It's a question I get a lot.
How do you manage all your dogs side-by-side with three young kids?
My reaction is usually to joke about how our household is quite comparable to a zoo. But then, in all seriousness I have to admit that there is not one magic formula. Instead, it takes lots of management, consistency, and quite often... training the kids more than the dogs.
Watching the relationship between a child and a dog develop is an incredible gift. We see these commercials or watch movies about the kid and the dog who are best friends. Who doesn't want that? The bond between kids and canines is truly amazing, but sometimes that bond takes more work than anticipated! Sometimes it's a reality shock.
Puppies love little fingers and fast moving pant legs. Some dogs are terrified of crawling babies, and others are fascinated by strange smells that they emit. Most dogs love toddlers in high chairs, because that's an automatic freebie. Sometimes it's easy, and other times it just isn't!
There are a lot of factors that go into this. How old are the kids? What history does the dog have? How old is the dog? Has your dog been around babies? Is the dog naturally pretty confident or is he a little more fearful? There are some things you just can't change, but what you can do is manage the interactions between your kids and dogs and set up guidelines.
The rules set in place for both kids and canines will shape that bond, and ultimately the success of the relationship. Here are our top 10 tricks for a healthy relationship between your kids and your canines:
1. Incorporate your kids into training activities. If it seems like your dog listens well to you but not your children, have your kids help with training. They can teach the dog obedience skills or just fun tricks! It doesn't matter the specifics of the skill; it matters that the dog understands kids are someone to listen to.
2. Teach your kids not to take things from dogs. It is important that children learn not to take away toys, bones, chews, etc. from dogs while they are chewing on them. This can create resource guarding (also known as food or toy aggression) in dogs. Your kids don't like it when puppies take away their stuffed animals or toys? Dogs don't like it either!
3. Play, play, play. Have your kids play ball or tug with your canine. This will help your dog associate fun and positive things with the children and prevent the dog from being afraid. Parents, it is important to be hands on and help supervise the play, especially if your kids are young and your dog gets easily over-stimulated.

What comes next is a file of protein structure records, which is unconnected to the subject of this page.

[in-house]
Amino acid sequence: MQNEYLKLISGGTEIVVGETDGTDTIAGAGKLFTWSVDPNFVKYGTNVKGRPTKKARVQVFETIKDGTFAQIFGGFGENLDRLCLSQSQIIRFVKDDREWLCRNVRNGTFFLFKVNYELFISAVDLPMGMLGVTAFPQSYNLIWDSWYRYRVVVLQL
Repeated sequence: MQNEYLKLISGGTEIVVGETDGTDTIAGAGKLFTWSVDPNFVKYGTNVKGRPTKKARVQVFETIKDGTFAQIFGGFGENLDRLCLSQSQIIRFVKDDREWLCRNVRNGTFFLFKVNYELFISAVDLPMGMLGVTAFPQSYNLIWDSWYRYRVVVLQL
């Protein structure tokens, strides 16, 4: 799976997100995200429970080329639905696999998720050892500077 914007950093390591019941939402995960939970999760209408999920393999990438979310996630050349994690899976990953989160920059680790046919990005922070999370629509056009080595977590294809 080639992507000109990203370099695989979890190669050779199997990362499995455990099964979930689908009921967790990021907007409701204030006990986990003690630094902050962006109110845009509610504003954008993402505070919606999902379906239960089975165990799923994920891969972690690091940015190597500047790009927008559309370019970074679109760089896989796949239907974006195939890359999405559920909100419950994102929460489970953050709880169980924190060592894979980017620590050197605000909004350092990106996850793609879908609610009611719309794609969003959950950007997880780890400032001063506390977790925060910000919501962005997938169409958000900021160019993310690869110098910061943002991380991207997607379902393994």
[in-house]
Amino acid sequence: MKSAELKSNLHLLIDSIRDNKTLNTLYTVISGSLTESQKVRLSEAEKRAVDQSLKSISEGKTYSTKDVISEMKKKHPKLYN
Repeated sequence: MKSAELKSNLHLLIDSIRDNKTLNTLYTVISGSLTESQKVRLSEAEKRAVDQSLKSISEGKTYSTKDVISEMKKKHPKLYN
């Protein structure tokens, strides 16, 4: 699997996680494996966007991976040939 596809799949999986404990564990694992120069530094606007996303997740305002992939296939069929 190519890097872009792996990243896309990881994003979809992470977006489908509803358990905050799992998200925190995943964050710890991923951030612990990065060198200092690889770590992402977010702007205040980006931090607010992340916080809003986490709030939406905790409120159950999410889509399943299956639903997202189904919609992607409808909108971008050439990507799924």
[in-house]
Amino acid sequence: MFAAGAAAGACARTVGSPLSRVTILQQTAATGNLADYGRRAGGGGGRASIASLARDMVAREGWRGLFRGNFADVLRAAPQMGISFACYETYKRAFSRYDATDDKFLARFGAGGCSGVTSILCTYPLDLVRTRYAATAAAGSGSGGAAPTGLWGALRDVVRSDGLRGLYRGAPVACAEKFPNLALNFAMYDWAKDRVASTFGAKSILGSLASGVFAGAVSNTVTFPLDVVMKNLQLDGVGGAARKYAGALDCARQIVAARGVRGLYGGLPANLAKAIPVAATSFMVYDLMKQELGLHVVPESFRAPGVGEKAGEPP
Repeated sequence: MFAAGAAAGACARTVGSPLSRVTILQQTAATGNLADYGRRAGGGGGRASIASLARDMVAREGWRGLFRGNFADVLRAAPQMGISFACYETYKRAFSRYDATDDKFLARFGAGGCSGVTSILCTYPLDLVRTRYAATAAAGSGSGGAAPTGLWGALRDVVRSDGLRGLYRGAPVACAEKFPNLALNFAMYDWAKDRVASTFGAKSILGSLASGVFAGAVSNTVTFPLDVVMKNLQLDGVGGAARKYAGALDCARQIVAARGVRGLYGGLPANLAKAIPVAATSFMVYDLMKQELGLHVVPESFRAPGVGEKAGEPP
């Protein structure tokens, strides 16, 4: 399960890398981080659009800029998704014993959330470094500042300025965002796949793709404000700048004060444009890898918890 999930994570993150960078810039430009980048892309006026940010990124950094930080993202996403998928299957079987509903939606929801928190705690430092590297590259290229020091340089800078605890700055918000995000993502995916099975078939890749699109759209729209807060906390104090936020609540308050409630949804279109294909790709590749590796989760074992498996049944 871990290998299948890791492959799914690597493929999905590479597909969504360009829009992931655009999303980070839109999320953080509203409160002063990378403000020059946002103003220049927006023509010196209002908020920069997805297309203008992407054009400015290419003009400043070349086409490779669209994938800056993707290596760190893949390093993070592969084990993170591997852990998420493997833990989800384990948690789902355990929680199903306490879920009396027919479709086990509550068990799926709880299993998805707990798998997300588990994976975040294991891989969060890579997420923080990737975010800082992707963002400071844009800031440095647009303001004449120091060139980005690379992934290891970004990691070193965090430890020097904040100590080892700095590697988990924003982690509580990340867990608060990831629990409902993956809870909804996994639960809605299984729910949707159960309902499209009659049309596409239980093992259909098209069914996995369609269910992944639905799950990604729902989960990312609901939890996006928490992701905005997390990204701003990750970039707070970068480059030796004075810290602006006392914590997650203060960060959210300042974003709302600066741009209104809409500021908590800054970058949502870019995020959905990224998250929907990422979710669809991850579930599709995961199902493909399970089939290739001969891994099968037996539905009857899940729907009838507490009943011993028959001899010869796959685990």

4. Create dog-free spaces for your children. Use baby gates if needed! It's important that your kids have a space to play where the dogs (especially puppies) aren't going to try to take their toys or be knocking them over out of excitement.
5. Play hide and seek! Have your children help teach your dog to come when called by having them hide somewhere in the house and call the pup to come find them. Once the dog finds them, make sure the kids praise him and offer him treats! Dogs and kids alike enjoy this game.
6. If your dog is a jumper, encourage your kids not to give the dog attention when he is jumping. Petting dogs that have two feet off the ground only gives positive reinforcement for a behavior you don't want. If your dog jumps because he wants attention and then he gets attention, he will only jump more in the future.
7. Create kid-free spaces for your dog. It's important that your dog understands he can remove himself from a given situation and be left alone. A crate should always be a "no touch zone," but we also recommend having a dog bed or platform your dog can go to as well that is his space.
8. Teach children not to disturb dogs that are sleeping or eating. Dogs have personal space bubbles, and it's important that kids learn to respect that space bubble.
9. Stop moving if the puppy is chasing. If your puppy likes to chase pant legs, teach your children to be still instead of running away. Running and quick motions trigger dogs into a state of natural prey drive. Slow movement (or no movement) will be less triggering and help manage this until you teach the puppy not to grab onto pant legs.
10. Teach kids not to pull tails, ears, poke at dogs, or give dogs hugs. Again, dogs have personal space bubbles and don't enjoy being climbed on or feeling trapped. No matter how adorable that hug is, it's important to teach children proper interactions with dogs. If you have kids are too young to understand this, you will need to supervise all interactions between the dog and child. Baby gates and crates are lifesavers!
Want more tips on raising a well-behaved dog in a family with children? Be sure to join our HDT Online Membership for FREE to gain access to our upcoming "Kids & Canines" class, as well as many other online training courses!
About The Author: Megan is the owner and lead trainer of Havana Dog Training. She has been training canines for over 8 years and specializes in behavior modification, foundational work, and working with families and young children.